Nasa spots mysterious storm clouds gathering over Uranus and Neptune

Mindy Sparks
February 10, 2019

NASA and Europe's Hubble space telescope keeps an eye on distant planets, watching for changes in their weather.

NASA's Hubble Space Telescope shared new photos of Neptune and Uranus, revealing some of the latest mysteries plaguing the ice giant planets.

The usual icy blue tone of Neptune was disrupted by a brewing storm in a new photograph taken by the Hubble Space Telescope.

It's unclear how these storms form. However, due to our planet's atmosphere, a storm like the large dark vortex on Neptune is unlikely to happen here.

This is the fourth time a dark spot has been seen hovering over the farthest planet from the Sun, according to NASA.

Stargazers glimpsed "a vast bright stormy cloud cap across the north pole" which is a bit like the planetary equivalent of a vajazzle. Two of these storms were observed by the Voyager 2 probe during its flyby of the system in 1989. That hemisphere is now sporting a massive dark storm that stretches about 6,800 miles (11,000 kilometers) across. Scientists are unsure what causes this phenomenon, but it's going to be a long winter for Neptune: noted the planet's seasons last for 41 Earth years. Rather, it's caused mainly-at least in our models-by a lowering of the methane abundance above the main cloud deck accompanied by a possible slight increase in the haze opacity.

"These clouds are similar to clouds that appear as pancake-shaped features when air is pushed over mountains on Earth (though Neptune has no solid surface)", the STScI said.

The long, thin cloud to the left of the dark spot is a transient feature that is not part of the storm system. Researchers suspect that the storms creep upward through the planet's atmosphere, lifting the ingredients of deeper layers of the atmosphere to the top. But like Jupiter's Great Red Spot, the dark vortices swirl in an anti-cyclonic direction and seem to dredge up material from deeper levels in the ice giant's atmosphere. The giant is sporting a wide white spot across its north pole. Whereas Earth's worst storms typically last no more than days or weeks, Neptune's newest dark vortex is expected to last years.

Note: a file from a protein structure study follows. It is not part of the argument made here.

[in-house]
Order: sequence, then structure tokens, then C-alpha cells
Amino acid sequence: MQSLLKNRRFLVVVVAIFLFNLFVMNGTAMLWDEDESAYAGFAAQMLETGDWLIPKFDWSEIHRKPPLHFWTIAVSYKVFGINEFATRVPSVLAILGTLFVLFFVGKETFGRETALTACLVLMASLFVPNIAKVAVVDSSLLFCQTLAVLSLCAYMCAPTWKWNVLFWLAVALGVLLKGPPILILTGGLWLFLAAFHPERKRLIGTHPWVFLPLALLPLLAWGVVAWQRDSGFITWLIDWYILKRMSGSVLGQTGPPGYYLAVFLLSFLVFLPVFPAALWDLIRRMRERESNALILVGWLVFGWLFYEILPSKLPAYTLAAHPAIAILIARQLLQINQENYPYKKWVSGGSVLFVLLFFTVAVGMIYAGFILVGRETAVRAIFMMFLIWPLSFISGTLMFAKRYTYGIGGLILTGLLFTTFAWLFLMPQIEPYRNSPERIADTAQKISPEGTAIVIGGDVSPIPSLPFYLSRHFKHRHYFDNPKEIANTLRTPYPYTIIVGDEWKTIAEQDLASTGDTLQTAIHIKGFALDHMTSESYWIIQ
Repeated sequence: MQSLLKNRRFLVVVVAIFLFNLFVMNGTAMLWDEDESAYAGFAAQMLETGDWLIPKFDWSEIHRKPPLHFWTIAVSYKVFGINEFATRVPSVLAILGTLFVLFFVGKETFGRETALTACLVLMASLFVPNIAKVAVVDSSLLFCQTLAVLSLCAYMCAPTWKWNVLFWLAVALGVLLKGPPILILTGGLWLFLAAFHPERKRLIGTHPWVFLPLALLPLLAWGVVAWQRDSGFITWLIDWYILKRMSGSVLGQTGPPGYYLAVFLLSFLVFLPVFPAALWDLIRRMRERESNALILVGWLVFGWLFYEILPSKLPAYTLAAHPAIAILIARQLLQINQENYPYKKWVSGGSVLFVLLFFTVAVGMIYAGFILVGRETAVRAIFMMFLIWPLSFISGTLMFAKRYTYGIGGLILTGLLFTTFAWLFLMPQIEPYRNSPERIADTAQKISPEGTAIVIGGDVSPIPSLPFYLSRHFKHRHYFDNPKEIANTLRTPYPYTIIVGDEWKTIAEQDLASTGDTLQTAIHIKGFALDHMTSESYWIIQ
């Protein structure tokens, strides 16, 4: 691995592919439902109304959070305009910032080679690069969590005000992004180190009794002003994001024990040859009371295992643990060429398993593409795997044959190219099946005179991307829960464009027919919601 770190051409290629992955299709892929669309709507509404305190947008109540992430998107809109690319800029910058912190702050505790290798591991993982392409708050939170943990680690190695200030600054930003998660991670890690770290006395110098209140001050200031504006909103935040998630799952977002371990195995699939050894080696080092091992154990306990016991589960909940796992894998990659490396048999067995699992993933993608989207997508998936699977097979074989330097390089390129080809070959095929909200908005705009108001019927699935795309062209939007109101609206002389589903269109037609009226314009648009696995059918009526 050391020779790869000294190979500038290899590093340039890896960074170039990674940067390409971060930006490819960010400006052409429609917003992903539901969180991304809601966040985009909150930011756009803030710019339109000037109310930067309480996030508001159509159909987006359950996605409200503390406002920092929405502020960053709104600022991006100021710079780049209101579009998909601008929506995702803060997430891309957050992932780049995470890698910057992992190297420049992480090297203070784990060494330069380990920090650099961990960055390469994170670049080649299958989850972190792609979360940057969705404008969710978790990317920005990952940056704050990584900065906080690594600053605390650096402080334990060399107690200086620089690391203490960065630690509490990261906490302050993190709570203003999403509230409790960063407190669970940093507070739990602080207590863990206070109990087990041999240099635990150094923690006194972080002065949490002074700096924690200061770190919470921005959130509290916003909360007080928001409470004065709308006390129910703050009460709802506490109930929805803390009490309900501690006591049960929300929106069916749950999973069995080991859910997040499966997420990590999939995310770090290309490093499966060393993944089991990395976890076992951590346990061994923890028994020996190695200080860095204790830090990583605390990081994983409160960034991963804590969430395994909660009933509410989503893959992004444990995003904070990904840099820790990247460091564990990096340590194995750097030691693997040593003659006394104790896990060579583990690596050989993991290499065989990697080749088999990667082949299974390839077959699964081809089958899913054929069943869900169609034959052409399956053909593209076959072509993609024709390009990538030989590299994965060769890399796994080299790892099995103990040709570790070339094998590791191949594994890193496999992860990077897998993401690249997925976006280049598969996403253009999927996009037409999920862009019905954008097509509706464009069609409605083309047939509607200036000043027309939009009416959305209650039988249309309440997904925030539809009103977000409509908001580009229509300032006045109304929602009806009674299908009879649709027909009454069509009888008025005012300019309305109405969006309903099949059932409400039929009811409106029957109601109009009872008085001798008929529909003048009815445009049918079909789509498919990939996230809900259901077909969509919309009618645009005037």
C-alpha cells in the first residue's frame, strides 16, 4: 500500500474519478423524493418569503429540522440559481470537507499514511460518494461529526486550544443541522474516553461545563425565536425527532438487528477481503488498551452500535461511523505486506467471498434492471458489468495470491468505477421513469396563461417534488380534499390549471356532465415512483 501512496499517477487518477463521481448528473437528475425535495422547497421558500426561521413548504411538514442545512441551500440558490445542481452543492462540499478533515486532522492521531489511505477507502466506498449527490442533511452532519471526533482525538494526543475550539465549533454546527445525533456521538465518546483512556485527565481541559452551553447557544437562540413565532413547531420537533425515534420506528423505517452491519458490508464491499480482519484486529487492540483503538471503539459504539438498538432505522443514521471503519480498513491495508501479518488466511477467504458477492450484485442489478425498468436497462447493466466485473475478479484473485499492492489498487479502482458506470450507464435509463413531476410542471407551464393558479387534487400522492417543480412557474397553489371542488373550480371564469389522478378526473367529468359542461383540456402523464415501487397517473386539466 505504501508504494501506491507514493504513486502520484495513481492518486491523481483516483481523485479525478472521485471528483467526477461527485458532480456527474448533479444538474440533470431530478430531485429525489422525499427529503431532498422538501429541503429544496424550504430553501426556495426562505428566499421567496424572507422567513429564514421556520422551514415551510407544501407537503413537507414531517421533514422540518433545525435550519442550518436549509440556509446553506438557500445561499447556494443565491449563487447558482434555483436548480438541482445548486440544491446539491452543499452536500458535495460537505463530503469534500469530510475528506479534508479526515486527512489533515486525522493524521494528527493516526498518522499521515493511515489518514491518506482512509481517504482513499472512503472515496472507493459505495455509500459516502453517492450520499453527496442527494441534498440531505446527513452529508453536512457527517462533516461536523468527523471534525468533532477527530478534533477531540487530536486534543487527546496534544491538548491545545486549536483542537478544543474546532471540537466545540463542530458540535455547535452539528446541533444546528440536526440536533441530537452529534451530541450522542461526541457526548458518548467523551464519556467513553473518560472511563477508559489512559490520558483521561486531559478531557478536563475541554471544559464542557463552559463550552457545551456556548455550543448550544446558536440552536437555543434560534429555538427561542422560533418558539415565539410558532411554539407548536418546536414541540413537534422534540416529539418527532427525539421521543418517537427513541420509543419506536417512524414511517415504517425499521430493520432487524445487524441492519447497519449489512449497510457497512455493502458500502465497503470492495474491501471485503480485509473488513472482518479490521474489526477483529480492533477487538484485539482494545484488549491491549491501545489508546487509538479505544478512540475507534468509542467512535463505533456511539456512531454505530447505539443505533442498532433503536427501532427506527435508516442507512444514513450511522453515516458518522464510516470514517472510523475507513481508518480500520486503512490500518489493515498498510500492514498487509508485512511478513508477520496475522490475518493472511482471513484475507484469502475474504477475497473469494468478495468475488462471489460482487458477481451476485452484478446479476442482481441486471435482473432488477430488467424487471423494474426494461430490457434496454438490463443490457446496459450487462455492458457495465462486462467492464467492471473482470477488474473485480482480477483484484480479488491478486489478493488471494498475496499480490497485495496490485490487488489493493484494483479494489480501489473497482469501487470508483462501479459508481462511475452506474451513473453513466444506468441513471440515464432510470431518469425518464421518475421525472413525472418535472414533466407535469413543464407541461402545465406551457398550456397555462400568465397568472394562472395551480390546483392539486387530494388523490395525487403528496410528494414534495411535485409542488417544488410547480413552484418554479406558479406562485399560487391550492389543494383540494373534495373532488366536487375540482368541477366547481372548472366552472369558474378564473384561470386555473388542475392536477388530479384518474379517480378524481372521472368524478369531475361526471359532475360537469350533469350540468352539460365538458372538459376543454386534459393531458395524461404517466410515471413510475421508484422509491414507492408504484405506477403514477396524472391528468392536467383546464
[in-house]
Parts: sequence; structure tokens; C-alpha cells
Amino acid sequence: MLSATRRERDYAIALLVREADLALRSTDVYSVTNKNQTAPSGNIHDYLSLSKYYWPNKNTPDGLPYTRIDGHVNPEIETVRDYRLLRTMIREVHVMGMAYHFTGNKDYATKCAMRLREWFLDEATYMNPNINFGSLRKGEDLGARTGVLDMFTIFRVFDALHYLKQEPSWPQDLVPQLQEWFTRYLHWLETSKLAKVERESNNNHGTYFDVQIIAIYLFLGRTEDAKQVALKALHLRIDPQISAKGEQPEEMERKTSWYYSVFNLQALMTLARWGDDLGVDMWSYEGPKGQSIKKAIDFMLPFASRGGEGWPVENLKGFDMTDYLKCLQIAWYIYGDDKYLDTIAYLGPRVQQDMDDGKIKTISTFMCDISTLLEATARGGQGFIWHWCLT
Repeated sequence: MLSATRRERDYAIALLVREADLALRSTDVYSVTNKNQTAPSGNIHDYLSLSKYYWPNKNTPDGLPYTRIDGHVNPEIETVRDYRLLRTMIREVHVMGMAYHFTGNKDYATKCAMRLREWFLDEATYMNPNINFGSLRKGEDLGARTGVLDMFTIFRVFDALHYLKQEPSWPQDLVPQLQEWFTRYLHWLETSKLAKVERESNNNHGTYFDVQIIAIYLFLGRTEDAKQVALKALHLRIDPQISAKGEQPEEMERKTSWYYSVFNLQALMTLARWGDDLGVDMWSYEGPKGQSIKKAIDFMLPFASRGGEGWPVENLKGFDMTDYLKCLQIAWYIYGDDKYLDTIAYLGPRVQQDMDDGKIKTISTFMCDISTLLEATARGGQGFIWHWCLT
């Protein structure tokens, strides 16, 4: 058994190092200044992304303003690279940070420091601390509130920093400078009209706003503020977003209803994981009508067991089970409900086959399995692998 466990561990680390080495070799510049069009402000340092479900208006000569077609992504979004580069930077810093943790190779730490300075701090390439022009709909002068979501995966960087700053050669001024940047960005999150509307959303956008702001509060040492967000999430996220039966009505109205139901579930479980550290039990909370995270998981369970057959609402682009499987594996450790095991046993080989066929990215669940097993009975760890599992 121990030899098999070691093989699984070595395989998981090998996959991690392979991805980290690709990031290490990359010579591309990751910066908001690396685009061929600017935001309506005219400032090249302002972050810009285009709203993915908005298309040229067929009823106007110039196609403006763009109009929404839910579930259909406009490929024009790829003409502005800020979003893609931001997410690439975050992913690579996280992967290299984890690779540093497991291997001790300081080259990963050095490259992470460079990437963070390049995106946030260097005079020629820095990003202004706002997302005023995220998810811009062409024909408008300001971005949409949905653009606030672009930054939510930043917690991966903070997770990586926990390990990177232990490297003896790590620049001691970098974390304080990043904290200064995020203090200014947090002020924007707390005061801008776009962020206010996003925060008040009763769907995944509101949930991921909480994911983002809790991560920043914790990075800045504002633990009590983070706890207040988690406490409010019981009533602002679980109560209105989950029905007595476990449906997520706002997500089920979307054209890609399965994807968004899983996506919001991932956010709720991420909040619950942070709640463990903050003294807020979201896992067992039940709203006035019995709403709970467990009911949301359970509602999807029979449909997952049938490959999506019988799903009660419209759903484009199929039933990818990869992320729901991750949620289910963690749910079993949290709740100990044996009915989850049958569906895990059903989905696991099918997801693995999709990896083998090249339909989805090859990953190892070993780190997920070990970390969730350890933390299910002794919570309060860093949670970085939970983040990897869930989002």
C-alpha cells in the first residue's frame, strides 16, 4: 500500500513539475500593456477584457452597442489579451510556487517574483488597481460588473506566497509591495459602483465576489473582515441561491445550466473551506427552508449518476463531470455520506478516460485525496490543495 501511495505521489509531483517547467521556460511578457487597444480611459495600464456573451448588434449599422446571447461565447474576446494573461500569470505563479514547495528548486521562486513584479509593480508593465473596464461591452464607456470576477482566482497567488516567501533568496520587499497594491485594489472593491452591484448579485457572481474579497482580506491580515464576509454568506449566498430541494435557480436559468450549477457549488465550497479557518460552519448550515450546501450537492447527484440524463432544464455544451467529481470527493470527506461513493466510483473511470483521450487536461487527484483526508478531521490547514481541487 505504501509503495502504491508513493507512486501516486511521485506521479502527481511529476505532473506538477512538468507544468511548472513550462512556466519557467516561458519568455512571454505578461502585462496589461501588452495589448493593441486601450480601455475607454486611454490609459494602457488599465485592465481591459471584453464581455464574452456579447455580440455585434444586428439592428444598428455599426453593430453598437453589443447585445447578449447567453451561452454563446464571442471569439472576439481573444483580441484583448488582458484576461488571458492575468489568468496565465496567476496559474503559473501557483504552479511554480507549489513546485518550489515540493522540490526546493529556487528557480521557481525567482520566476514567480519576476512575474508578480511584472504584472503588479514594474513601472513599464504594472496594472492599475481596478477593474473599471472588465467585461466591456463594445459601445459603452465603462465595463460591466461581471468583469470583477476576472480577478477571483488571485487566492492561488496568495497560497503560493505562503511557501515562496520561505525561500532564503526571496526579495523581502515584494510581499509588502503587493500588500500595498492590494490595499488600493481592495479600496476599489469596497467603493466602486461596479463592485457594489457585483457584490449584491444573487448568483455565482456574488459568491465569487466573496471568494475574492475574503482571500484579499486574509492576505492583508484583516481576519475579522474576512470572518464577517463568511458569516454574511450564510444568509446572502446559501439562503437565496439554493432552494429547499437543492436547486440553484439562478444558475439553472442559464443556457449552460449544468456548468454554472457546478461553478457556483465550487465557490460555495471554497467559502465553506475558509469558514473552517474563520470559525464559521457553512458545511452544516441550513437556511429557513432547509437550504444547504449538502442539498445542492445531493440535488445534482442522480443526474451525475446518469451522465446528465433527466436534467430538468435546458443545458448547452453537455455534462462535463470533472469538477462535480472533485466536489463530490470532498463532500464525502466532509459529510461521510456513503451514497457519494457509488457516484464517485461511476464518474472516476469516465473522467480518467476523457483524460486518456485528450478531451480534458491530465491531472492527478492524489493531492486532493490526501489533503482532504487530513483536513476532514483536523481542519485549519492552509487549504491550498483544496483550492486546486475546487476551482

The agency added: "Just as meteorologists can not predict the weather on Earth by studying a few snapshots, astronomers can not track atmospheric trends on solar system planets without regularly repeated observations".

The white cap is most likely the result of the planet's unique rotation - unlike every other planet in the system, Uranus has made a decision to rotate counterclockwise.

'Because of this extreme tilt, during the planet's summer the Sun shines nearly directly onto the north pole and never sets. It's now mid-summer at Uranus' north pole, resulting in the protracted white cap.

"A narrow cloud band encircles the planet north of the equator".

Like Neptune, Uranus is extremely far away.

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